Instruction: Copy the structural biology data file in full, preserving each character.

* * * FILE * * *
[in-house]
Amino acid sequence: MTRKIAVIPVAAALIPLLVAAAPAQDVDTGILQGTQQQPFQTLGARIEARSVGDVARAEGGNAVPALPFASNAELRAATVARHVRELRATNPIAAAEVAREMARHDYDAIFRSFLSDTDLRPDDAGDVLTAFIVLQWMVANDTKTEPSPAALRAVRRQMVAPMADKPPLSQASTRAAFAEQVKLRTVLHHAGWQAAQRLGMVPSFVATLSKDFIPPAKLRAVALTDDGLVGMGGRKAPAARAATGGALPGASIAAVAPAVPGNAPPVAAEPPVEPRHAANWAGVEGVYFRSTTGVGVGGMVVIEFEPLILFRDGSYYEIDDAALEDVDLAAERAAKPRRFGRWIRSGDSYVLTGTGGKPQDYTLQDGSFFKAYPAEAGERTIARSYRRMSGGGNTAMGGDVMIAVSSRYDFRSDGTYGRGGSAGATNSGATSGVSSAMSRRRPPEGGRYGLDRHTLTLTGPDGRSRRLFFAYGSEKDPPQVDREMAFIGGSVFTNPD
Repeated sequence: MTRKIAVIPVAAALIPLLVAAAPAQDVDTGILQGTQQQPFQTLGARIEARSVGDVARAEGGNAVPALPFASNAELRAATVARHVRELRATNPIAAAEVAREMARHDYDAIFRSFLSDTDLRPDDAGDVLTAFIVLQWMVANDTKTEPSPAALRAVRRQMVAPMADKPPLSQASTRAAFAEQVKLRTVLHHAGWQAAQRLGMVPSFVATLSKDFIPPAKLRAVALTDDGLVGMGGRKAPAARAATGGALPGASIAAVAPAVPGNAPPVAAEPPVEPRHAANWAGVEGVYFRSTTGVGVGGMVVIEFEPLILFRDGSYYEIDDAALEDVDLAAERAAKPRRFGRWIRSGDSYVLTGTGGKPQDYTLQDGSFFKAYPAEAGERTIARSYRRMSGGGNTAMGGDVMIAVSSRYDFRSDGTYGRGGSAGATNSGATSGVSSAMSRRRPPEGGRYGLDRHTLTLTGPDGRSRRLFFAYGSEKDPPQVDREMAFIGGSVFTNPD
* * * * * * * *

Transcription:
[in-house]
Amino acid sequence: MTRKIAVIPVAAALIPLLVAAAPAQDVDTGILQGTQQQPFQTLGARIEARSVGDVARAEGGNAVPALPFASNAELRAATVARHVRELRATNPIAAAEVAREMARHDYDAIFRSFLSDTDLRPDDAGDVLTAFIVLQWMVANDTKTEPSPAALRAVRRQMVAPMADKPPLSQASTRAAFAEQVKLRTVLHHAGWQAAQRLGMVPSFVATLSKDFIPPAKLRAVALTDDGLVGMGGRKAPAARAATGGALPGASIAAVAPAVPGNAPPVAAEPPVEPRHAANWAGVEGVYFRSTTGVGVGGMVVIEFEPLILFRDGSYYEIDDAALEDVDLAAERAAKPRRFGRWIRSGDSYVLTGTGGKPQDYTLQDGSFFKAYPAEAGERTIARSYRRMSGGGNTAMGGDVMIAVSSRYDFRSDGTYGRGGSAGATNSGATSGVSSAMSRRRPPEGGRYGLDRHTLTLTGPDGRSRRLFFAYGSEKDPPQVDREMAFIGGSVFTNPD
Repeated sequence: MTRKIAVIPVAAALIPLLVAAAPAQDVDTGILQGTQQQPFQTLGARIEARSVGDVARAEGGNAVPALPFASNAELRAATVARHVRELRATNPIAAAEVAREMARHDYDAIFRSFLSDTDLRPDDAGDVLTAFIVLQWMVANDTKTEPSPAALRAVRRQMVAPMADKPPLSQASTRAAFAEQVKLRTVLHHAGWQAAQRLGMVPSFVATLSKDFIPPAKLRAVALTDDGLVGMGGRKAPAARAATGGALPGASIAAVAPAVPGNAPPVAAEPPVEPRHAANWAGVEGVYFRSTTGVGVGGMVVIEFEPLILFRDGSYYEIDDAALEDVDLAAERAAKPRRFGRWIRSGDSYVLTGTGGKPQDYTLQDGSFFKAYPAEAGERTIARSYRRMSGGGNTAMGGDVMIAVSSRYDFRSDGTYGRGGSAGATNSGATSGVSSAMSRRRPPEGGRYGLDRHTLTLTGPDGRSRRLFFAYGSEKDPPQVDREMAFIGGSVFTNPD